Softly, As In a Morning Sunrise
Blue Monk
All of Me
Oleo
Love For Sale
Song For My Father
Blue Bossa
Green Dolphin Street

There are literally hundreds of these that are played regularly, but this should be a start.

Also, check out the great players if you haven't already. They'll blow your mind.

Wes Montgomery
Joe Pass
Barney Kessel
Grant Green (my personal favorite)
Pat Martino
Jimmy Bruno
Charlie Christian
Tal Farlow
Jimmy Raney
Bill Frisell

Again, there are many, but it's a start.

Have fun!
Bryan


Sorry, forgot to mention John Scofield. If you're coming from more of a rock background his albums like 'A Go-Go', 'Up All Night', 'Uberjam', or the new one with Medeski, Martin and Wood (MSMW I think they call themselves) are probably great places to start.



To add more guitar players to the list I recommend Kenny Burrel and Pat Metheny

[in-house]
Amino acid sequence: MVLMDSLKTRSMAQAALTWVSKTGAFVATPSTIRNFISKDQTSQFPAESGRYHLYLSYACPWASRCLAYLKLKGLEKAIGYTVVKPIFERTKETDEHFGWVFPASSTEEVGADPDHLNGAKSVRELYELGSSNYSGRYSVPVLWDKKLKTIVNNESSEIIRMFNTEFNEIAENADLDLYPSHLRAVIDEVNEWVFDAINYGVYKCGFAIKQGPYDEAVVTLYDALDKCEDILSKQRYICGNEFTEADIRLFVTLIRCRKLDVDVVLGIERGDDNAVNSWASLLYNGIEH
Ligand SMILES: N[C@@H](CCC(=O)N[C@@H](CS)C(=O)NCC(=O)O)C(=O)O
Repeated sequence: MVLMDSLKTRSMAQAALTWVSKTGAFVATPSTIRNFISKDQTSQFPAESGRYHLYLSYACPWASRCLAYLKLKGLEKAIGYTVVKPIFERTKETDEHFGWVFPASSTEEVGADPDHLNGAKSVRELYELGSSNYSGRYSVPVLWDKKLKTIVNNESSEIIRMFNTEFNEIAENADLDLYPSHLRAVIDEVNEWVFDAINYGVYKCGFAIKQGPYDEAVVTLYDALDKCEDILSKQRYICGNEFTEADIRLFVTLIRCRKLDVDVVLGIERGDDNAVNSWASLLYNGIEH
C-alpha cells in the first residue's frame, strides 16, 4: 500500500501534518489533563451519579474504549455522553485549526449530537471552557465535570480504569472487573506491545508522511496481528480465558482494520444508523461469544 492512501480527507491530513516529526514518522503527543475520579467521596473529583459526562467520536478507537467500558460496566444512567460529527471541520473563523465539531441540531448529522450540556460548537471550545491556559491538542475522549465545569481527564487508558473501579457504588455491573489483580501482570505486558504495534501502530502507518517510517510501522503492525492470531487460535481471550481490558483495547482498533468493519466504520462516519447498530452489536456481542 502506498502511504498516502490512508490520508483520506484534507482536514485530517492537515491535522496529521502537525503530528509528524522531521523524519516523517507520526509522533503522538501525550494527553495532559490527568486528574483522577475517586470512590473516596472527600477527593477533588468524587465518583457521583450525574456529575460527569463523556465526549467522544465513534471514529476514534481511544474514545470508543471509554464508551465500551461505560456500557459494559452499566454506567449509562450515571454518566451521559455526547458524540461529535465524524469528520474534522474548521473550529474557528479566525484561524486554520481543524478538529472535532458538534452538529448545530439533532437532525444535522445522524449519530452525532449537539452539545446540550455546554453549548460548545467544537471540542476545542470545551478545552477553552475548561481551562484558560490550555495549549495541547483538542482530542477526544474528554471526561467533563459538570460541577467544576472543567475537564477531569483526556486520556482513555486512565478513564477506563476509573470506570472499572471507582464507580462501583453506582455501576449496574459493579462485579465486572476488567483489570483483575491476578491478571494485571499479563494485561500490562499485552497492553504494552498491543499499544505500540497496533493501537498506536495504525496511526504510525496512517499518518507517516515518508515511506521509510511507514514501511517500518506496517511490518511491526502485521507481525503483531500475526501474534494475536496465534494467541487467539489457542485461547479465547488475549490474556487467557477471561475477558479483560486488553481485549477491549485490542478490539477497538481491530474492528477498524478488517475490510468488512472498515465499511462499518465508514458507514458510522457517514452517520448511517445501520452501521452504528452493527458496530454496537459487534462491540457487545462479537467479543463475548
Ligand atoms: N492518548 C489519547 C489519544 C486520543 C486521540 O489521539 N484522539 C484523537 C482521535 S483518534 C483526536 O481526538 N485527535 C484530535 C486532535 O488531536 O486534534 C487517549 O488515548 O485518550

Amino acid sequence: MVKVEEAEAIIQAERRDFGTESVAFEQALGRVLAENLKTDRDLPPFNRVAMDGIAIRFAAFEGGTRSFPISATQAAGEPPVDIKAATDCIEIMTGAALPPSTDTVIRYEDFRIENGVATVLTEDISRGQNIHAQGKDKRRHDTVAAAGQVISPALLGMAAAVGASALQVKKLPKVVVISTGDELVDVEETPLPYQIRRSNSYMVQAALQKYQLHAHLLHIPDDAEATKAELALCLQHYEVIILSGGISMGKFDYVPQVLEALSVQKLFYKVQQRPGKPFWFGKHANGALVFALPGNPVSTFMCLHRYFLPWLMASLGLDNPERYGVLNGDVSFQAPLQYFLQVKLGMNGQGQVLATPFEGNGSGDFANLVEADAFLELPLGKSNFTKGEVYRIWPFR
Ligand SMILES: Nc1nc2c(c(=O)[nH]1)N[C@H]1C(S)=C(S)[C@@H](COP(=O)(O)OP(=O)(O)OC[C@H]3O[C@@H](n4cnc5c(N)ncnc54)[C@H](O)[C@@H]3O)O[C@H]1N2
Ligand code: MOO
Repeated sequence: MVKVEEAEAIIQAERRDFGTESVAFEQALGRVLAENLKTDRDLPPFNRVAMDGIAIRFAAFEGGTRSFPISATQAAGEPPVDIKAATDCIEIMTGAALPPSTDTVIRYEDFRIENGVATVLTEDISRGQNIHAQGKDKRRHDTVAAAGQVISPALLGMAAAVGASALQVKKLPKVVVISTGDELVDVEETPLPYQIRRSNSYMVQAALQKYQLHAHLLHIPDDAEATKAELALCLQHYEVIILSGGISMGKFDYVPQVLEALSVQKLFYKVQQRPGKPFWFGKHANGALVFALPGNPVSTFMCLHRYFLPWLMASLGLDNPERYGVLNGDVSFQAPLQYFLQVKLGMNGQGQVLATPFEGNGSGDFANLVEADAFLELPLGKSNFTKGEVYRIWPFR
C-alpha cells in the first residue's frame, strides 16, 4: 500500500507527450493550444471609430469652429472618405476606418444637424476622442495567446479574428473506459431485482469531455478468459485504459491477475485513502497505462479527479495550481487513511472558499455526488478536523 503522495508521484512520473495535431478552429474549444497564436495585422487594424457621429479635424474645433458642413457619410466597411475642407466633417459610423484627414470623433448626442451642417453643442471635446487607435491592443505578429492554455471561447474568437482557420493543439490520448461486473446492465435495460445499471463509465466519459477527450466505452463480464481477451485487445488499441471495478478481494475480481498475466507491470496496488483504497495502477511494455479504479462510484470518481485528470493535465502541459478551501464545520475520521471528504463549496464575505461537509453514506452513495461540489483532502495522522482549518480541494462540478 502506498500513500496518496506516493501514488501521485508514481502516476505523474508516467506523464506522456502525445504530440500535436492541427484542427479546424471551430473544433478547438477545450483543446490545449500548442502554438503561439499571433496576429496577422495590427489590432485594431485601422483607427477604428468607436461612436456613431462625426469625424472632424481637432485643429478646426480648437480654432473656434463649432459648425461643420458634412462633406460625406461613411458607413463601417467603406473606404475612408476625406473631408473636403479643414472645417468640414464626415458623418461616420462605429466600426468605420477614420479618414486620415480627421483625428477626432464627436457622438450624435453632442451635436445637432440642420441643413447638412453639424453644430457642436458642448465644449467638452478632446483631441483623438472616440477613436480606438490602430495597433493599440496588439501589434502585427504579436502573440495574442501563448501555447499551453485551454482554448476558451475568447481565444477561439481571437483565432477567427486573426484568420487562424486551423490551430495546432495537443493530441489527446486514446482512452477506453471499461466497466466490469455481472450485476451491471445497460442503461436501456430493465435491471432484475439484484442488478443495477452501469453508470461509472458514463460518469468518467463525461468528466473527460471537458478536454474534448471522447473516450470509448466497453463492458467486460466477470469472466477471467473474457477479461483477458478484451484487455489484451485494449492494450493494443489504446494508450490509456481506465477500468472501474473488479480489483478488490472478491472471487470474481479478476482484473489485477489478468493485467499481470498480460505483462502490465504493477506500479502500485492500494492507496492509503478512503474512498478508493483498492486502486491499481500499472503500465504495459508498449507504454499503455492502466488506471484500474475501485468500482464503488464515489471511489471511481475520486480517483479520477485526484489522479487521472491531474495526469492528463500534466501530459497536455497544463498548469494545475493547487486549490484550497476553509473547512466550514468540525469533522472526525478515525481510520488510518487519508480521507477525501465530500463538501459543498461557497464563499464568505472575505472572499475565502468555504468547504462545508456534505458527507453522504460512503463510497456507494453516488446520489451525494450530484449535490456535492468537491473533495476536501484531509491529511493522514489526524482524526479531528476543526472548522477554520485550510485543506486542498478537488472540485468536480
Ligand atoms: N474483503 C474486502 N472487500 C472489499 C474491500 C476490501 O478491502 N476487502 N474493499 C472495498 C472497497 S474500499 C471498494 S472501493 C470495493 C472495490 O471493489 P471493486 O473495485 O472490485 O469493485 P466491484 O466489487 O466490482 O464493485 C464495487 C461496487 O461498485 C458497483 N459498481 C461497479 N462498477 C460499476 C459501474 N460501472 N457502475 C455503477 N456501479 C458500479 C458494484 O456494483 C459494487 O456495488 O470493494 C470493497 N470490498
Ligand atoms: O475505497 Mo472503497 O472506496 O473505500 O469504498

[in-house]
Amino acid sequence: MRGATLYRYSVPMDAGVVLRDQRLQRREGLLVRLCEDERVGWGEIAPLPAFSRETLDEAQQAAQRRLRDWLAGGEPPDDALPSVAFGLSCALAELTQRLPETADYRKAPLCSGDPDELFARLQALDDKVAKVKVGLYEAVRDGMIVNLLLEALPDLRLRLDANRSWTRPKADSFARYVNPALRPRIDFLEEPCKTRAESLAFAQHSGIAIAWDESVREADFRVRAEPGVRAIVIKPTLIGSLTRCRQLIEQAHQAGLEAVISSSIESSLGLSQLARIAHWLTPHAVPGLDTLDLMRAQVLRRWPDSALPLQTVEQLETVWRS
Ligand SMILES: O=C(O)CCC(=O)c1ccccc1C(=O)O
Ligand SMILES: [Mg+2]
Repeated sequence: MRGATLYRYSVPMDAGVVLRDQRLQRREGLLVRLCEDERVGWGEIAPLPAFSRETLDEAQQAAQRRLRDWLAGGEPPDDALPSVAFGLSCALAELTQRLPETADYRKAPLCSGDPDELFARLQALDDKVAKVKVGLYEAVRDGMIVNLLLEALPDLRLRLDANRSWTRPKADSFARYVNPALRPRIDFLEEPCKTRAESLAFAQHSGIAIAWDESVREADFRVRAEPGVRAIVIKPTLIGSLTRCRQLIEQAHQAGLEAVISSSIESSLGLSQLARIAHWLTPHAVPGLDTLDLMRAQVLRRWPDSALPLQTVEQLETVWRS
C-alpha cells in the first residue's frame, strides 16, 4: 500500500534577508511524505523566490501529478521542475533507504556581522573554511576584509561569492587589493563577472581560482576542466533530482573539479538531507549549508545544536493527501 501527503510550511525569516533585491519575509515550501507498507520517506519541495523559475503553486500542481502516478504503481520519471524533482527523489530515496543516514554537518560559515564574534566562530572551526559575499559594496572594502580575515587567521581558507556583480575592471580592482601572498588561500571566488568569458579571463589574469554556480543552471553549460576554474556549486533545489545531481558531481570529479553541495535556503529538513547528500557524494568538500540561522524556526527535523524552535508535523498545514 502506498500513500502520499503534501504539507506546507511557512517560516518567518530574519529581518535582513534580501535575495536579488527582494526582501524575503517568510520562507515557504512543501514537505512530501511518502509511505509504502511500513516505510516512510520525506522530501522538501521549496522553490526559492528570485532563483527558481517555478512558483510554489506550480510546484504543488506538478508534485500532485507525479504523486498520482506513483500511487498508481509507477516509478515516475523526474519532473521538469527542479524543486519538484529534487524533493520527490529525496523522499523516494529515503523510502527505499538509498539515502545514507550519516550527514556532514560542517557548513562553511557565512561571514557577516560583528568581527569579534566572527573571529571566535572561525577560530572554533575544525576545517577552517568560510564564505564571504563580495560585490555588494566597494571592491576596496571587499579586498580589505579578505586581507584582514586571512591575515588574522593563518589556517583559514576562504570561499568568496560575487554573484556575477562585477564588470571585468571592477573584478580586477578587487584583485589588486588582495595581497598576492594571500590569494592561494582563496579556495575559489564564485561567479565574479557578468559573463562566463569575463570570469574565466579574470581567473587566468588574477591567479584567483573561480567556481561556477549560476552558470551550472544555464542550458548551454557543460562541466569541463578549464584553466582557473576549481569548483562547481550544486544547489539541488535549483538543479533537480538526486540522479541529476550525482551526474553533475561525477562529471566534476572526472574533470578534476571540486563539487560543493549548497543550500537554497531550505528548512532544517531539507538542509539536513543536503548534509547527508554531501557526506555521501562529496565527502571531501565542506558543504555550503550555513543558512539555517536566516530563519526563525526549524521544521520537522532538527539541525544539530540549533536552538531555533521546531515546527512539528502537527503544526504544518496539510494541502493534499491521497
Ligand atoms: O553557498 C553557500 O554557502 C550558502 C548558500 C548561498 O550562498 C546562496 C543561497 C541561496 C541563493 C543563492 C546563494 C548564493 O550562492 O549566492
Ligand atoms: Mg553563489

And some musics I like to play are Freddie Freeloader and Bright Size Life and stuff like that but I don't if they are considered a standard or no (??).

I recommend maybe buying a loop station. I have one (boss rc-2) and it's great to practice improvisation. For example I record a simple chord progression like II V I in G for example and I improvise. I love to do this!


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berko
post Nov 4 2008, 10:37 PM
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Great thread to know about jazz-players.

Until now I was only familiar with Scoefield and Wes. Surely jazz is a cool genre. I've been practicing Muris's neighbouring notes lesson and another lesson from Ivan.

Gonna check these people out right now! smile.gif


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Vasilije Vukmiro...